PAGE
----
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Do you have a long-neglected starter you'd like to resurrect? If you're fortunate enough to have some starter already, you may find in September that you haven't gotten around to using it for more weeks than you'd care to account for. Since it's been sitting there alone, unloved and unfed for so long, it may be looking pretty bleak with a lot of ominous dark liquid on the surface. If you're like me, you probably hoped you'd get around to using it to prevent it from getting to this sorry state, or you certainly would have made a conscious effort to freeze or dry it. But, not to worry. Your starter is probably just fine, though a bit groggy.
The absolutely easiest and fastest (it'll make a mix look like slow motion) thing to do with a groggy starter to see if it's suffering simply from neglect is to make crumpets. Crumpets sound like something you have in England in the afternoon with tea, which they are. But because they are actually a very simple and basic kind of pancake, they're a perfect thing to make with a sourdough starter for breakfast.
Take your starter out of the refrigerator, wrestle the top off your jar and stir all that evil looking liquid back into the starter until it's smooth. For each two people that you'll be feeding, pour 1 cup of starter into a ceramic or glass mixing bowl. Pour the remainder of the starter into another mixing bowl so you can give its container a good washing. Feed the starter in the second bowl equal parts of flour and water, cover it with plastic wrap and watch for tiny tell-tale bubbles to appear on the surface. When you see them, let the starter revive for at least 12 hours before you put it back in the fridge.
To the cup of starter you have in your other bowl, sprinkle over the surface 1 teaspoon of sugar and 1/2 teaspoon each salt and baking soda. Whisk these in thoroughly and watch what happens. Voom! Chemistry at work producing millions of carbon dioxide bubbles to leaven these pancakes.
If you have crumpet rings (about 1 inch high and 4 inches in diameter -- clean tuna cans with tops and bottoms removed will work fine, or you can order some proper rings from us), grease them lightly and place them on a lightly greased spider or skillet. Fill the rings with about 1/4 inch of batter and cook it over low heat until the tops are set and full of holes. Remove the rings and flip the crumpets over for a minute or two.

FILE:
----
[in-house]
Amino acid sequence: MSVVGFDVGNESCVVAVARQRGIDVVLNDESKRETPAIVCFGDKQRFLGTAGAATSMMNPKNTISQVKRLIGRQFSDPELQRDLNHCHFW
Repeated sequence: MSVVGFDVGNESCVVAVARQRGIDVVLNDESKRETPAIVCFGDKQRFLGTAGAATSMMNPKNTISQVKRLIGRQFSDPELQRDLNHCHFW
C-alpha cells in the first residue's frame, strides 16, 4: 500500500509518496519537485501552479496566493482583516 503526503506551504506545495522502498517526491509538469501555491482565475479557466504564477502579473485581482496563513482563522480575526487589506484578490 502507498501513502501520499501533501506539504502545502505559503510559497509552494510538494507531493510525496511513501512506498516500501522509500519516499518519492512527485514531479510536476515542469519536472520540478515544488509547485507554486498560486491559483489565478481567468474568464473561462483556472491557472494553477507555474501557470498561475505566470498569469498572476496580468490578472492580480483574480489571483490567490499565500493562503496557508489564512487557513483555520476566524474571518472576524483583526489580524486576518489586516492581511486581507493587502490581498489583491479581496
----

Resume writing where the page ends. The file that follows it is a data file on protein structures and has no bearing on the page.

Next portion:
After they've finished cooking in the skillet, stockpile them and then pop them in the toaster to brown and crisp. Serve them with butter and whatever jam you've put up this season. You can also cool them, bag them, and freeze them to bring out and toast later.
If you don't have rings or cans, you can dispense with the ring idea altogether and cook the batter over slightly higher heat just the way you would pancakes. The texture will be chewier than traditional pancakes and, surprisingly enough, the flavor will not be not overly sour since the baking soda neutralizes the acidity of the starter. The beauty of these pancakes is that they contain no eggs or fat, so you don't have to feel guilty about eating them with a touch of butter and maple syrup.
Taking the pancake idea one step further, the flavor of these crumpets or pancakes, while quite delicious with butter, syrup or jam, is equally good with savory additions. Try adding a half cup each of grated zucchini, cheese, apple, chives or onion, or a combination of your own, and serve them with lunch or dinner.
Tip: Need some sourdough starter to get started? See our step-by-step directions for creating your own sourdough starter from scratch. Or, if you’re looking for a head-start, check out our classic fresh sourdough starter, a simpler path to fresh, ready-to-use sourdough starter.
This recipe reprinted from The Baking Sheet Newsletter, Vol. II, No. 9, September 1991 issue.